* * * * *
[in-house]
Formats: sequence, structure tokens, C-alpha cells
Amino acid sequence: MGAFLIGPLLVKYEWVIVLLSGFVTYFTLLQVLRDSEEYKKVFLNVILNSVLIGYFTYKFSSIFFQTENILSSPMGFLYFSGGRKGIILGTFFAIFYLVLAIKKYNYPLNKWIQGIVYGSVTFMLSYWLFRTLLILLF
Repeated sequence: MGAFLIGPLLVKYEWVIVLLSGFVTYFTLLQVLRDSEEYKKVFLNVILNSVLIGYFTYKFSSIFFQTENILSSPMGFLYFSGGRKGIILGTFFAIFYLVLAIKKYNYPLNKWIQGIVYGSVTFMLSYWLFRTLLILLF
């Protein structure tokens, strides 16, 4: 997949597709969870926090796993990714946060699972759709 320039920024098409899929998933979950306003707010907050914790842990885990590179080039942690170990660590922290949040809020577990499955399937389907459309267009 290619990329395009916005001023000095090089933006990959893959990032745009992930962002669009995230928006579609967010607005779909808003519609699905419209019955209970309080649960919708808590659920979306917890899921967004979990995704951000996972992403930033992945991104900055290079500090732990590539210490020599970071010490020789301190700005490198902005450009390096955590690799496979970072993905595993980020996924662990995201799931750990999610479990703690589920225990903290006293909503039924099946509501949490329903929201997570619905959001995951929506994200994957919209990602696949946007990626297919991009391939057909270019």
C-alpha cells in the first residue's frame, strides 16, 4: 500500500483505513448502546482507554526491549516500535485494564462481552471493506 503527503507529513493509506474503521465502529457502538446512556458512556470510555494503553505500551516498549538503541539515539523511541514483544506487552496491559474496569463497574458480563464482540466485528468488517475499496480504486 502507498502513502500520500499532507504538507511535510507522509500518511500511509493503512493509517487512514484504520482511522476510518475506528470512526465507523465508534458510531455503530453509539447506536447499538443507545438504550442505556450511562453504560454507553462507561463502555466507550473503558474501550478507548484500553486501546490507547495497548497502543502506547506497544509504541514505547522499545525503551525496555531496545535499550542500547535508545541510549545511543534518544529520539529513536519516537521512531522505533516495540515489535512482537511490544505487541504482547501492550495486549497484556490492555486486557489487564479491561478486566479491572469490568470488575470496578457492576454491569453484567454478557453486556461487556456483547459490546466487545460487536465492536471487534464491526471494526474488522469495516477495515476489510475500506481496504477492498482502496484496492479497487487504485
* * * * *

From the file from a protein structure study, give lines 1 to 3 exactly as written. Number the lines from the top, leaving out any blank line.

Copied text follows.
[in-house]
Formats: sequence, structure tokens, C-alpha cells
Amino acid sequence: MGAFLIGPLLVKYEWVIVLLSGFVTYFTLLQVLRDSEEYKKVFLNVILNSVLIGYFTYKFSSIFFQTENILSSPMGFLYFSGGRKGIILGTFFAIFYLVLAIKKYNYPLNKWIQGIVYGSVTFMLSYWLFRTLLILLF